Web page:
Balco Aluminium Smelter Disrupted When Chinese Constructed Chimney Collapses

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Global Trade

From the human perspective it is a tragedy, at least 31 people were crushed to death when a 275 meter power station chimney collapsed following a lightening strike in Korba, India. The 1,200 MW power station is being built as part of an expansion of Balco’s (Bharat Aluminium Company) aluminum smelter from 350,000 tons/annum to 650,000 tons and eventually to 1 million tons. Balco boasts this will make it the largest producer of aluminum from one location ” a claim that may not last long if EMAL’s 1.4 million ton plant comes on stream at the end of 2010 as planned. The reason the tragedy at Korba is hitting the headlines is not so much the human death toll as the fact the chimney was being built by a local firm called GDCL under contract to a Chinese company Sepco. Many of the workers on the project are said to be Chinese although reports suggest none of those killed were anything but local Indians. The Chinese workers high tailed it out of town after one of their number was reportedly lynched by angry locals who held the Chinese contractors responsible. Sterlite the owners of Balco said ‘excessive rains and lightning’ may be a possible cause for the accident ” although shoddy workmanship is suspected as being the real reason.

It has been a feature of a growing trend for Chinese civil engineering firms winning projects overseas, more often in Africa than elsewhere, to bring their own labor with them. No doubt they would claim this is to reduce communication and skills issues but locals suspect it is more to do with costs. Australians reacted angrily to a local politician, Colin Barnett’s, call for a relaxation of Chinese worker restrictions following interest from Chinese companies to invest in his province. The Chinese are interested to build a steel mill among other investments but using their own labor appears to be a requirement that does not sit comfortably with the government in Canberra. In today’s economically challenging times, jobs for the locals are being given more focus than they were in boom times.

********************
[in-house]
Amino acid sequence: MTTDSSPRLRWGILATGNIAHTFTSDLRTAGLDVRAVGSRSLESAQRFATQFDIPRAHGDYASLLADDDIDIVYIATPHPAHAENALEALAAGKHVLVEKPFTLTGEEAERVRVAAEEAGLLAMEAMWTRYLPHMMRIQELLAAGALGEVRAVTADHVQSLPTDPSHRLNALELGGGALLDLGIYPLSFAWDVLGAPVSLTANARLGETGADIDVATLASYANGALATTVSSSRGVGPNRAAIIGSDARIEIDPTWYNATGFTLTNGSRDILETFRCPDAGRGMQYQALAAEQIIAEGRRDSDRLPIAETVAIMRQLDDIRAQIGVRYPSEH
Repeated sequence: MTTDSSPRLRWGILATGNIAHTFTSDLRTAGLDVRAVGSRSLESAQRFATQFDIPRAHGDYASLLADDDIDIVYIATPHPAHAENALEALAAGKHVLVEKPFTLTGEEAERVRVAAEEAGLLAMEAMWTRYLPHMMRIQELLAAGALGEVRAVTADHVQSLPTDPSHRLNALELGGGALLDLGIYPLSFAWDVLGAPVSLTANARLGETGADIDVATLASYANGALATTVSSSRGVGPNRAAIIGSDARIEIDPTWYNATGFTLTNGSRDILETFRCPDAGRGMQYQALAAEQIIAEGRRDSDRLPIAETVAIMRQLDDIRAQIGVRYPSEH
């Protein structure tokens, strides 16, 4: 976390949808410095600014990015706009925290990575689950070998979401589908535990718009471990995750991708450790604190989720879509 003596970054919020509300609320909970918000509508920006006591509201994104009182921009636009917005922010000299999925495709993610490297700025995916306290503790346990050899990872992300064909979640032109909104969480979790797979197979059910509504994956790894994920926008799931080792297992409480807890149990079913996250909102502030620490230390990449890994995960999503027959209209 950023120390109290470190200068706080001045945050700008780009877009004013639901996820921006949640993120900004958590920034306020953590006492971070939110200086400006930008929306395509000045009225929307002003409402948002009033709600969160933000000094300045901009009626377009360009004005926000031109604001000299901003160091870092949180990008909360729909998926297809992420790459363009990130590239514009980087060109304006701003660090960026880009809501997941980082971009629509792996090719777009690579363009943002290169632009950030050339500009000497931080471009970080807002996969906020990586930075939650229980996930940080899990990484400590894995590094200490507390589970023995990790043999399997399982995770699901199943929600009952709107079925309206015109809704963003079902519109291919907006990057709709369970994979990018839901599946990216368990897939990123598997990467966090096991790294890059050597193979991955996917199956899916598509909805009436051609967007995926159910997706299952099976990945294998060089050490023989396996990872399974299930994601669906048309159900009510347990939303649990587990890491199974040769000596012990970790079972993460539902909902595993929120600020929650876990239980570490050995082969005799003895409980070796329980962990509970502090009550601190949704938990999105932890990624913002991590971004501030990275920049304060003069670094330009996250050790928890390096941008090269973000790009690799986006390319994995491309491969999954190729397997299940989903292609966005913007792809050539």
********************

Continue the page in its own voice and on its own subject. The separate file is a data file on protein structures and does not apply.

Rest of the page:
The missing Chinese workers on the Balco smelter project have not been found yet but are likely to be located soon following a block on air and sea ports to prevent them from leaving the country. Using foreign contractors may have looked like a good deal financially at the outset but will cost Balco dear as its turns out.

–Stuart Burns

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